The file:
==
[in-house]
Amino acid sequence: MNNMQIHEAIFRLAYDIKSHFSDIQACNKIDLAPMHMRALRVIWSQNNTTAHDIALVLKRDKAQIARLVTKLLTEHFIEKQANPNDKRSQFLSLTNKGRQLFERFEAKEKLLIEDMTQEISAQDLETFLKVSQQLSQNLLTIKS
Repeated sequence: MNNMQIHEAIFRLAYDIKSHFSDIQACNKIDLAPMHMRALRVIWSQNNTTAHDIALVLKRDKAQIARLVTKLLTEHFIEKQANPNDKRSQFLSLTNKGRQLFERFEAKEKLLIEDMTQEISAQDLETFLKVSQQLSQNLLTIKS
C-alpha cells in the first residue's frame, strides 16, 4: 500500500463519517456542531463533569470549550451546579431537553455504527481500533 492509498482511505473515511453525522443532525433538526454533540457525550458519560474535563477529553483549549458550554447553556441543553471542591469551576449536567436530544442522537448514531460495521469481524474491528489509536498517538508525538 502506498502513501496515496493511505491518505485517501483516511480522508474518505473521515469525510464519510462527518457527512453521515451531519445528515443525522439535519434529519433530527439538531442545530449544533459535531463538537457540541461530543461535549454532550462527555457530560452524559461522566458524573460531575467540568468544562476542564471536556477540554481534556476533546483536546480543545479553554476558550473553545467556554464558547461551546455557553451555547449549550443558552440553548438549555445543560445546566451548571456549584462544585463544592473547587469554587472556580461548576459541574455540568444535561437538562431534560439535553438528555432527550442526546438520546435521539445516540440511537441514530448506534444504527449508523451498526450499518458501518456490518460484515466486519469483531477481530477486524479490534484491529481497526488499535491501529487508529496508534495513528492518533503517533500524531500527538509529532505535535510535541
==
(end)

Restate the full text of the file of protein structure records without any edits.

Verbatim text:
[in-house]
Amino acid sequence: MNNMQIHEAIFRLAYDIKSHFSDIQACNKIDLAPMHMRALRVIWSQNNTTAHDIALVLKRDKAQIARLVTKLLTEHFIEKQANPNDKRSQFLSLTNKGRQLFERFEAKEKLLIEDMTQEISAQDLETFLKVSQQLSQNLLTIKS
Repeated sequence: MNNMQIHEAIFRLAYDIKSHFSDIQACNKIDLAPMHMRALRVIWSQNNTTAHDIALVLKRDKAQIARLVTKLLTEHFIEKQANPNDKRSQFLSLTNKGRQLFERFEAKEKLLIEDMTQEISAQDLETFLKVSQQLSQNLLTIKS
C-alpha cells in the first residue's frame, strides 16, 4: 500500500463519517456542531463533569470549550451546579431537553455504527481500533 492509498482511505473515511453525522443532525433538526454533540457525550458519560474535563477529553483549549458550554447553556441543553471542591469551576449536567436530544442522537448514531460495521469481524474491528489509536498517538508525538 502506498502513501496515496493511505491518505485517501483516511480522508474518505473521515469525510464519510462527518457527512453521515451531519445528515443525522439535519434529519433530527439538531442545530449544533459535531463538537457540541461530543461535549454532550462527555457530560452524559461522566458524573460531575467540568468544562476542564471536556477540554481534556476533546483536546480543545479553554476558550473553545467556554464558547461551546455557553451555547449549550443558552440553548438549555445543560445546566451548571456549584462544585463544592473547587469554587472556580461548576459541574455540568444535561437538562431534560439535553438528555432527550442526546438520546435521539445516540440511537441514530448506534444504527449508523451498526450499518458501518456490518460484515466486519469483531477481530477486524479490534484491529481497526488499535491501529487508529496508534495513528492518533503517533500524531500527538509529532505535535510535541